Issue 13

Editorial

Hatred only creates more hate. When a person or group of people believes to be superior to others, hatred is generated. When we see cultural differences in thought and behavior as threats to our existence rather than as basic characteristics of society, hate spreads further. People establish their own superiority based on skin colour, physical strength, wealth, religion, nationality, and other politically motivated and culturally constructed ideas of differences. These projects of evaluation of groups, caste, society, politics, and religion gave birth to imperialism and colonialism in South Asia. We see how the politics of difference led to communalism during and after the British Raj. We see the hatred and violence continue to increase today.

From caste feuds to communalism to today’s space wars plan to extend imperialism – these are various projects aimed at gaining superiority of one group over another. The attempt to assert the superior status of one religion is particularly insidious because religion can easily be used to manipulate people’s emotions, making individuals go against everything religion stands for, including education, kindness, and love and instead turning people to savagery, selfishness, revenge, and violence. Seen from a global perspective, hatred of the Other is an epidemic in the contemporary world.

The recent attack in Christchurch has again made people stand against each other. This kind of tragic situation only puts world peace and humanist values under the custody of history. We see blame thrown at different groups, vitriol increase, and serious lack of empathy even among people who have experienced marginalization and discrimination in their own lives, at the hands of other perpetrators.

However, prime minister of New-Zealand Jasinda Arden showed her political prudence by trying to calm the situation and by expressing condolences towards the Muslim minorities attacked and killed in their place of worship. She rapidly sought to restrict the purchase and use of semi-automatic weapons. She acted swiftly and with a strong moral stance. We can only hope her brave and decisive acts will be an inspiring example to politicians around the world. It is also important to note that this human compassion and generosity cannot be used by any fundamentalist-extremist group. They are, regrettably, too occupied with building walls, condemning those who are not like-minded, asserting claims about their own righteousness, and spreading hate.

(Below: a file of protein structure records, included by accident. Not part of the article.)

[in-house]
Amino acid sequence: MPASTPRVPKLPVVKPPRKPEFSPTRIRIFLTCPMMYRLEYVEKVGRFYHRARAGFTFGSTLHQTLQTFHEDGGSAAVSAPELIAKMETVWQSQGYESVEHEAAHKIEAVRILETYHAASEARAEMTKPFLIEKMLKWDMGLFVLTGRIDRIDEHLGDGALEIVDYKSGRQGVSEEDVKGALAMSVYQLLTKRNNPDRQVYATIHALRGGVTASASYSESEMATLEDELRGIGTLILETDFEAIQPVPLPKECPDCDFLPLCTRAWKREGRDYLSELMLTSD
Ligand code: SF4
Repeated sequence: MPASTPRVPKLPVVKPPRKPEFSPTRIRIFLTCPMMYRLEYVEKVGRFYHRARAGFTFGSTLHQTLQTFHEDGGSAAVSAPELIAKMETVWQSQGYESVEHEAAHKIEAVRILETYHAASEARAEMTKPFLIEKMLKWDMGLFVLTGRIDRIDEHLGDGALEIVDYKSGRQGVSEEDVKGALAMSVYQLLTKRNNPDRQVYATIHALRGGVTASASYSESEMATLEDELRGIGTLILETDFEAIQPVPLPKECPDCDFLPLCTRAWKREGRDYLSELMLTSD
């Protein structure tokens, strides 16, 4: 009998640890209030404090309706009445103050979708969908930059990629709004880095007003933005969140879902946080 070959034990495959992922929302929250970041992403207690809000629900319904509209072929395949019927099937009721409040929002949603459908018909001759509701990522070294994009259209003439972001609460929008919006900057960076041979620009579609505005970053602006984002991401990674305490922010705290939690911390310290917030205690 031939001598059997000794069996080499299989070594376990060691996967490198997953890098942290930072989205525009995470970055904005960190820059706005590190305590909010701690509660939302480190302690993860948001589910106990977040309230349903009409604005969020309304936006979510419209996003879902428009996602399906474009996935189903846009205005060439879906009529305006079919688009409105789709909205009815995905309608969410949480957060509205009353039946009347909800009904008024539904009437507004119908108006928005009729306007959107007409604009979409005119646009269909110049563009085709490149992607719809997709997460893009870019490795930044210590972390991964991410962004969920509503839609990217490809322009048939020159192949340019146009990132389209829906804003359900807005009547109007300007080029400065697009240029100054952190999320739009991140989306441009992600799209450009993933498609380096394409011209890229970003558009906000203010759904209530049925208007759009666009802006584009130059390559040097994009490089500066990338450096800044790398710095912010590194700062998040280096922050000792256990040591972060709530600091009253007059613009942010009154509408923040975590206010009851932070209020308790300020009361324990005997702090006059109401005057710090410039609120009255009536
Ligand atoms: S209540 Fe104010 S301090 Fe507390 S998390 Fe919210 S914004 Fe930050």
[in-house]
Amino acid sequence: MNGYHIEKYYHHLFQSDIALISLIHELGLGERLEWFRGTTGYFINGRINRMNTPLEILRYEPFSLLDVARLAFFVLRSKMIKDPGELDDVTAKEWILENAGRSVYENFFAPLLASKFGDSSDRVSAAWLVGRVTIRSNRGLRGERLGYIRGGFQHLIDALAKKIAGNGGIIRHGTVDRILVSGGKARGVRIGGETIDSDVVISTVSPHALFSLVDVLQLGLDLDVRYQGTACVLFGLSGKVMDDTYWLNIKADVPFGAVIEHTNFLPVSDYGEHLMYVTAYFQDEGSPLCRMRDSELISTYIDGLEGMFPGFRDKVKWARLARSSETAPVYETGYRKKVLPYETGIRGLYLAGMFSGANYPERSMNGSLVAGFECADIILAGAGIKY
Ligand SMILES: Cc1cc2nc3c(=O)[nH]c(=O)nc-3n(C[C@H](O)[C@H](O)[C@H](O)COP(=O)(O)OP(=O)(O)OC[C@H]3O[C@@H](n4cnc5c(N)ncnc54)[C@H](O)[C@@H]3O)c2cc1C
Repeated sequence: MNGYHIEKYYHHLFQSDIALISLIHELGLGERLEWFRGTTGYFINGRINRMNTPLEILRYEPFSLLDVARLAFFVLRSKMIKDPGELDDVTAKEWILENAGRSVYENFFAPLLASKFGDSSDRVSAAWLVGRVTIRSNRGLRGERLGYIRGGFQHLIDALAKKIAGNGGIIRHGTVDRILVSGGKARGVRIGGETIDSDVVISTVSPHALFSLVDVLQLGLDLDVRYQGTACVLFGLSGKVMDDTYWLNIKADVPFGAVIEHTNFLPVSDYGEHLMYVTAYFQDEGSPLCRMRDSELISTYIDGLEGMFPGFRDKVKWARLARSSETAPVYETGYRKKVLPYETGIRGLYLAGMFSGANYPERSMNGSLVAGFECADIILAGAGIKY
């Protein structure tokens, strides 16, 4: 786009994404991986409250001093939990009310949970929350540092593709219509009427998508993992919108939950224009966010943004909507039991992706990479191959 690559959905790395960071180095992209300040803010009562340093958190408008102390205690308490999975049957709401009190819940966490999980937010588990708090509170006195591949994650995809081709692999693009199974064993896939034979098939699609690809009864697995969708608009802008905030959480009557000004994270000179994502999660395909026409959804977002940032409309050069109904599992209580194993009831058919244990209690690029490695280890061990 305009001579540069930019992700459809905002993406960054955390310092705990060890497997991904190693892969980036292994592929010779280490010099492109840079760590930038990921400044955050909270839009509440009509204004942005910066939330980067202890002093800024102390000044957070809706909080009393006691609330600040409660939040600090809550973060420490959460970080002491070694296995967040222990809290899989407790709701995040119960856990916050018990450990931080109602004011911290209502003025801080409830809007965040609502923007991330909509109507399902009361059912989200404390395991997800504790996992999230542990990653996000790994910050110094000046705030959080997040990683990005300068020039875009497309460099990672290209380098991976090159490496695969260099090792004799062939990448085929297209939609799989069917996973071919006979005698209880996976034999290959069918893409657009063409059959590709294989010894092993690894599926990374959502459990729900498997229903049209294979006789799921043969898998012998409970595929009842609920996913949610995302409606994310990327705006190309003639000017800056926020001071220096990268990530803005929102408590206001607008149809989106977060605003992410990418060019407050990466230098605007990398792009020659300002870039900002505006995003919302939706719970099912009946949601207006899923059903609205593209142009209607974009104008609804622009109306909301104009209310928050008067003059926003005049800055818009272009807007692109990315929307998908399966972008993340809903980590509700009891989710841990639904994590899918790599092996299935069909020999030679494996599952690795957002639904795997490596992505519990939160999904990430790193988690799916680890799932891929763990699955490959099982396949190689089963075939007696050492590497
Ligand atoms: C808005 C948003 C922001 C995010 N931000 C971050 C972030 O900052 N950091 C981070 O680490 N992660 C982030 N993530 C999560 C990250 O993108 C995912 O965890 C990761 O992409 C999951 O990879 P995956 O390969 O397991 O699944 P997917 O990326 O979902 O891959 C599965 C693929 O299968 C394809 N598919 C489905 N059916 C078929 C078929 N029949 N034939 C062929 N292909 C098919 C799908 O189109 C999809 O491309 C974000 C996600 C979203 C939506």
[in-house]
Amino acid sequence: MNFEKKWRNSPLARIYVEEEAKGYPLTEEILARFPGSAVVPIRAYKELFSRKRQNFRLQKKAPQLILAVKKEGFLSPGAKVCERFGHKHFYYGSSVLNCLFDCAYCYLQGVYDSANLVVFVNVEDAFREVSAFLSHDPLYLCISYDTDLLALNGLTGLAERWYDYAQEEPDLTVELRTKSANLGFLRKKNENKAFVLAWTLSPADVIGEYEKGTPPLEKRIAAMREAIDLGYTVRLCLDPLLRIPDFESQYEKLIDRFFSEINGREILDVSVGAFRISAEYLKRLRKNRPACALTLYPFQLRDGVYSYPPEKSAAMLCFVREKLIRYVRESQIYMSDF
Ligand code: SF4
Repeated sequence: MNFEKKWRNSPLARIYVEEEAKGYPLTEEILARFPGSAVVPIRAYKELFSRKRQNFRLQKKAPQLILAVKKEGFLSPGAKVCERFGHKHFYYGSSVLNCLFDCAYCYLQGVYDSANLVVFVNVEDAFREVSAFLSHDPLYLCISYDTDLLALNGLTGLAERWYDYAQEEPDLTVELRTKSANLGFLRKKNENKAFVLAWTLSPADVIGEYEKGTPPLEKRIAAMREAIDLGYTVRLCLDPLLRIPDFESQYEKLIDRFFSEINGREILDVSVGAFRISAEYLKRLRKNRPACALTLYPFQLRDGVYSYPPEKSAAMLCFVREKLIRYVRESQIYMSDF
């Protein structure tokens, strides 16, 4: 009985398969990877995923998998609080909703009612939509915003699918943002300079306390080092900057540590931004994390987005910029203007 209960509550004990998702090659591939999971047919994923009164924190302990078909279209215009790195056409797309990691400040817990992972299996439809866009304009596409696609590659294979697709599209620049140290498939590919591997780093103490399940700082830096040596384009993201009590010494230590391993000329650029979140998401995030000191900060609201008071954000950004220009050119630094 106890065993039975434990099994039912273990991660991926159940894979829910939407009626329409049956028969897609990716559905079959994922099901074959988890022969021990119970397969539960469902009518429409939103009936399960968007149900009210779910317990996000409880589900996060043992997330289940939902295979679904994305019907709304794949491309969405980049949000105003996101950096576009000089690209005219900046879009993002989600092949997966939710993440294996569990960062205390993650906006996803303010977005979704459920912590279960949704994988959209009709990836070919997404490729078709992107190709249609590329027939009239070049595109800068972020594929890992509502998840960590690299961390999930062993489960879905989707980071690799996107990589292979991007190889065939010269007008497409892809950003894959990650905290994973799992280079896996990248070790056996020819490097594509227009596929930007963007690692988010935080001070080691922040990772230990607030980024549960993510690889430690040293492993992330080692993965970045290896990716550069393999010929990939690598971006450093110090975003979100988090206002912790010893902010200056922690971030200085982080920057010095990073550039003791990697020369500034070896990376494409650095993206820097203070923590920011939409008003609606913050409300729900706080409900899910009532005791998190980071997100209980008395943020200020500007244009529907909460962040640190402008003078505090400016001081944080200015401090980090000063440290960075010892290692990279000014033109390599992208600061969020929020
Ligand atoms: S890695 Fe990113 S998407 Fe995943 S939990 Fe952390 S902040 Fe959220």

It is a fundamental human right to discuss, analyze, question, criticize, and oppose another person or group’s broadcasted ideology, assumptions, and activity. However – and this is important – criticism and opposition does not mean to suppress or eradicate differences. Human civilization demands that we are also self-conscious and self-critical. We need to cultivate our best moral selves in order to stand by principles of equal justice and respect – not hate.

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Regarding the recent death of a young student in road accident in Bangladesh, students wanted to go to the streets to demonstrate for increased safety. But at the end they had to return home, defeated. This proves that the Bangladeshi government did not execute the commitment they gave after the August 2018 student movement to establish discipline in the roads. Instead, under the instruction of the government, numerous students were expelled from their educational institutions for participating in the movement. We all know about internationally recognized photographer Shahidul Alam. But aside from his widely (and well-deserved) notoriety, several other stories about people getting harassed were published on social media. In this climate, where youth are punished for demonstrating in the name of road safety, it is obvious why people do not have the courage anymore to protest against any wrong-doing of the government and other powerful institutions. And this is how a strong authoritarianism is being established in Bangladesh.

In this issue, we are happy to include three essays by students – one in Bangladesh, one in Norway, and the other in the US. Their topics differ, but with increasing wisdom and self-reflection, they reflect on the world they inherited. Importantly, they end with a hope spawned by empathy, love, and an awareness of their ability to make a difference. Shuddhashar is committed to introducing and nourishing new writers. Hopefully, they’ll continue writing, thinking, and cultivating responsibility towards society.

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